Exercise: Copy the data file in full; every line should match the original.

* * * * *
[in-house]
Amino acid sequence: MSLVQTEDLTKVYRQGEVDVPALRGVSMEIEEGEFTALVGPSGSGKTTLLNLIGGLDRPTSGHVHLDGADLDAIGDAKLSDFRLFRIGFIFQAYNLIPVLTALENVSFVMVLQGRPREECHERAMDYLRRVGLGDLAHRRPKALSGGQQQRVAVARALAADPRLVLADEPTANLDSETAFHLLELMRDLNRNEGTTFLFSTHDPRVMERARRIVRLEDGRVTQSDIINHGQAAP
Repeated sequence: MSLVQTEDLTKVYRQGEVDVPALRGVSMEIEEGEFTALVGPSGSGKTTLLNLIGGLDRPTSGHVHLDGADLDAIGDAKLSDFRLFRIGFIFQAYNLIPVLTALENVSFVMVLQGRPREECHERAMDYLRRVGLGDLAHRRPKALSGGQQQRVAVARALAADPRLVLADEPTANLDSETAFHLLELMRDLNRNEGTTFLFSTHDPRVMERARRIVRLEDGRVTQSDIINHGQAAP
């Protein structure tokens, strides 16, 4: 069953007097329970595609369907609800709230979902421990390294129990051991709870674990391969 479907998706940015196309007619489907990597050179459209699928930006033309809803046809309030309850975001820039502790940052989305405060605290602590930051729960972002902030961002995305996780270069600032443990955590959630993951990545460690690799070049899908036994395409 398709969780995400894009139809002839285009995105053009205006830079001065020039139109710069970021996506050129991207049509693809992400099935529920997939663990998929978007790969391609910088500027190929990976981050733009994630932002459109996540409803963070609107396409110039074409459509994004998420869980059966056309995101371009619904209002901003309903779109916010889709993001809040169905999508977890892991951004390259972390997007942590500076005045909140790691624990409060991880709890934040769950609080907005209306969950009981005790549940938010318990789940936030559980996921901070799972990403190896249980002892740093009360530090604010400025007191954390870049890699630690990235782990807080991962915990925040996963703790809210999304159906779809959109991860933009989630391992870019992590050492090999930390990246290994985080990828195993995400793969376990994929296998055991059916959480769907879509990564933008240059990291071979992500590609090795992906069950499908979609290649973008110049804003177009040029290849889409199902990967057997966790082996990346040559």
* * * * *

[in-house]
Amino acid sequence: MSLVQTEDLTKVYRQGEVDVPALRGVSMEIEEGEFTALVGPSGSGKTTLLNLIGGLDRPTSGHVHLDGADLDAIGDAKLSDFRLFRIGFIFQAYNLIPVLTALENVSFVMVLQGRPREECHERAMDYLRRVGLGDLAHRRPKALSGGQQQRVAVARALAADPRLVLADEPTANLDSETAFHLLELMRDLNRNEGTTFLFSTHDPRVMERARRIVRLEDGRVTQSDIINHGQAAP
Repeated sequence: MSLVQTEDLTKVYRQGEVDVPALRGVSMEIEEGEFTALVGPSGSGKTTLLNLIGGLDRPTSGHVHLDGADLDAIGDAKLSDFRLFRIGFIFQAYNLIPVLTALENVSFVMVLQGRPREECHERAMDYLRRVGLGDLAHRRPKALSGGQQQRVAVARALAADPRLVLADEPTANLDSETAFHLLELMRDLNRNEGTTFLFSTHDPRVMERARRIVRLEDGRVTQSDIINHGQAAP
């Protein structure tokens, strides 16, 4: 069953007097329970595609369907609800709230979902421990390294129990051991709870674990391969 479907998706940015196309007619489907990597050179459209699928930006033309809803046809309030309850975001820039502790940052989305405060605290602590930051729960972002902030961002995305996780270069600032443990955590959630993951990545460690690799070049899908036994395409 398709969780995400894009139809002839285009995105053009205006830079001065020039139109710069970021996506050129991207049509693809992400099935529920997939663990998929978007790969391609910088500027190929990976981050733009994630932002459109996540409803963070609107396409110039074409459509994004998420869980059966056309995101371009619904209002901003309903779109916010889709993001809040169905999508977890892991951004390259972390997007942590500076005045909140790691624990409060991880709890934040769950609080907005209306969950009981005790549940938010318990789940936030559980996921901070799972990403190896249980002892740093009360530090604010400025007191954390870049890699630690990235782990807080991962915990925040996963703790809210999304159906779809959109991860933009989630391992870019992590050492090999930390990246290994985080990828195993995400793969376990994929296998055991059916959480769907879509990564933008240059990291071979992500590609090795992906069950499908979609290649973008110049804003177009040029290849889409199902990967057997966790082996990346040559």